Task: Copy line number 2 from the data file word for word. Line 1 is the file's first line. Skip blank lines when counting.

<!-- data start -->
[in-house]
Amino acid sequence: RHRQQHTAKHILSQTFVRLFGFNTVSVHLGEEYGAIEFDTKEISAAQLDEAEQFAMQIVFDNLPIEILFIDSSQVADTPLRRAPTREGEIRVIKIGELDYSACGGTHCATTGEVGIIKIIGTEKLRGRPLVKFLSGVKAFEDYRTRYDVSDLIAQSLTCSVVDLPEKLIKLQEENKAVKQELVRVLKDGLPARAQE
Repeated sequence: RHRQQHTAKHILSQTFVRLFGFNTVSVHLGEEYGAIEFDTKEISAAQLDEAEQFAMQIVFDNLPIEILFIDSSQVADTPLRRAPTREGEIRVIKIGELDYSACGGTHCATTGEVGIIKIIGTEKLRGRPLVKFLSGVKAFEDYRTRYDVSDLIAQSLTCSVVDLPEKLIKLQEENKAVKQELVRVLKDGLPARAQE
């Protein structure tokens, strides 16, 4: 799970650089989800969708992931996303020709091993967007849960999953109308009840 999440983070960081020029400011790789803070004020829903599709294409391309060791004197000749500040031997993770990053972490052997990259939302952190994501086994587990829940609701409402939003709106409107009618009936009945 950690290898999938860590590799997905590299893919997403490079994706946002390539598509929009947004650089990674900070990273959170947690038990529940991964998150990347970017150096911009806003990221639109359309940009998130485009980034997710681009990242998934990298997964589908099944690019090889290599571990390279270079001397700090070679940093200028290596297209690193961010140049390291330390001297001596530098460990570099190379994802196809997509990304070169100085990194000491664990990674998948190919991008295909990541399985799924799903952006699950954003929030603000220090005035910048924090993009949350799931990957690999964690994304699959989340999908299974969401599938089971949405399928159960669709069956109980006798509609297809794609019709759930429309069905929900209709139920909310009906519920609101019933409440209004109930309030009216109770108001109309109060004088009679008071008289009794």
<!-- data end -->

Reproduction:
Amino acid sequence: RHRQQHTAKHILSQTFVRLFGFNTVSVHLGEEYGAIEFDTKEISAAQLDEAEQFAMQIVFDNLPIEILFIDSSQVADTPLRRAPTREGEIRVIKIGELDYSACGGTHCATTGEVGIIKIIGTEKLRGRPLVKFLSGVKAFEDYRTRYDVSDLIAQSLTCSVVDLPEKLIKLQEENKAVKQELVRVLKDGLPARAQE